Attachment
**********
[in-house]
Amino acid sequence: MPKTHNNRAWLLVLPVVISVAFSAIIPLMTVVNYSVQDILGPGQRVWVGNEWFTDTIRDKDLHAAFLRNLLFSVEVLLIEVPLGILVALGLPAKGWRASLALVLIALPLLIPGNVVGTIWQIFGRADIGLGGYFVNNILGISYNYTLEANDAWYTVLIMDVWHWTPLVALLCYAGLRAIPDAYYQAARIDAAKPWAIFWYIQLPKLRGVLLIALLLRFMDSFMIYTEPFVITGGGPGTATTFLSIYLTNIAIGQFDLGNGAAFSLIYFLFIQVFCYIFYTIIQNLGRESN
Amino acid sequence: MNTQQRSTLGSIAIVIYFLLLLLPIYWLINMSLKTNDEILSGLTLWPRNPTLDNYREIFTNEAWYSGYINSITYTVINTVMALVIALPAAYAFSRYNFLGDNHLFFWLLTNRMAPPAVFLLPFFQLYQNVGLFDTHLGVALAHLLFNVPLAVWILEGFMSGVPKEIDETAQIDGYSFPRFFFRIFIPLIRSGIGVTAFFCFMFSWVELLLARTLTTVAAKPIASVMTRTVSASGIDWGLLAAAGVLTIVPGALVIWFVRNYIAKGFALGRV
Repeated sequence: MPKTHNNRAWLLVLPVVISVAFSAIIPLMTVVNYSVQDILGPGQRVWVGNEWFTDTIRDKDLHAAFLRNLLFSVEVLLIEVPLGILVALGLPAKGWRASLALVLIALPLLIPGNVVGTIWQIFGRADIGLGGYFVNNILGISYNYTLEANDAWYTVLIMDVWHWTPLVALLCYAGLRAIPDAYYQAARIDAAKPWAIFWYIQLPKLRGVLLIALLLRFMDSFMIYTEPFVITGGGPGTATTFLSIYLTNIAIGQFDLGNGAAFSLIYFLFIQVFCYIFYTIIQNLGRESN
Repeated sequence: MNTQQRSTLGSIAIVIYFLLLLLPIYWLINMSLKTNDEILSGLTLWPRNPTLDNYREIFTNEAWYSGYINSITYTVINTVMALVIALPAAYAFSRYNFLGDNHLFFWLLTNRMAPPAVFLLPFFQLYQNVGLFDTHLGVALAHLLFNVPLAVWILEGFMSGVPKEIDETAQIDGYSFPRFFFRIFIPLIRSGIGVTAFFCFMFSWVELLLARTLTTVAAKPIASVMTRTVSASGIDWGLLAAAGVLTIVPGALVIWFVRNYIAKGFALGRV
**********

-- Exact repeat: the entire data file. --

[in-house]
Amino acid sequence: MPKTHNNRAWLLVLPVVISVAFSAIIPLMTVVNYSVQDILGPGQRVWVGNEWFTDTIRDKDLHAAFLRNLLFSVEVLLIEVPLGILVALGLPAKGWRASLALVLIALPLLIPGNVVGTIWQIFGRADIGLGGYFVNNILGISYNYTLEANDAWYTVLIMDVWHWTPLVALLCYAGLRAIPDAYYQAARIDAAKPWAIFWYIQLPKLRGVLLIALLLRFMDSFMIYTEPFVITGGGPGTATTFLSIYLTNIAIGQFDLGNGAAFSLIYFLFIQVFCYIFYTIIQNLGRESN
Amino acid sequence: MNTQQRSTLGSIAIVIYFLLLLLPIYWLINMSLKTNDEILSGLTLWPRNPTLDNYREIFTNEAWYSGYINSITYTVINTVMALVIALPAAYAFSRYNFLGDNHLFFWLLTNRMAPPAVFLLPFFQLYQNVGLFDTHLGVALAHLLFNVPLAVWILEGFMSGVPKEIDETAQIDGYSFPRFFFRIFIPLIRSGIGVTAFFCFMFSWVELLLARTLTTVAAKPIASVMTRTVSASGIDWGLLAAAGVLTIVPGALVIWFVRNYIAKGFALGRV
Repeated sequence: MPKTHNNRAWLLVLPVVISVAFSAIIPLMTVVNYSVQDILGPGQRVWVGNEWFTDTIRDKDLHAAFLRNLLFSVEVLLIEVPLGILVALGLPAKGWRASLALVLIALPLLIPGNVVGTIWQIFGRADIGLGGYFVNNILGISYNYTLEANDAWYTVLIMDVWHWTPLVALLCYAGLRAIPDAYYQAARIDAAKPWAIFWYIQLPKLRGVLLIALLLRFMDSFMIYTEPFVITGGGPGTATTFLSIYLTNIAIGQFDLGNGAAFSLIYFLFIQVFCYIFYTIIQNLGRESN
Repeated sequence: MNTQQRSTLGSIAIVIYFLLLLLPIYWLINMSLKTNDEILSGLTLWPRNPTLDNYREIFTNEAWYSGYINSITYTVINTVMALVIALPAAYAFSRYNFLGDNHLFFWLLTNRMAPPAVFLLPFFQLYQNVGLFDTHLGVALAHLLFNVPLAVWILEGFMSGVPKEIDETAQIDGYSFPRFFFRIFIPLIRSGIGVTAFFCFMFSWVELLLARTLTTVAAKPIASVMTRTVSASGIDWGLLAAAGVLTIVPGALVIWFVRNYIAKGFALGRV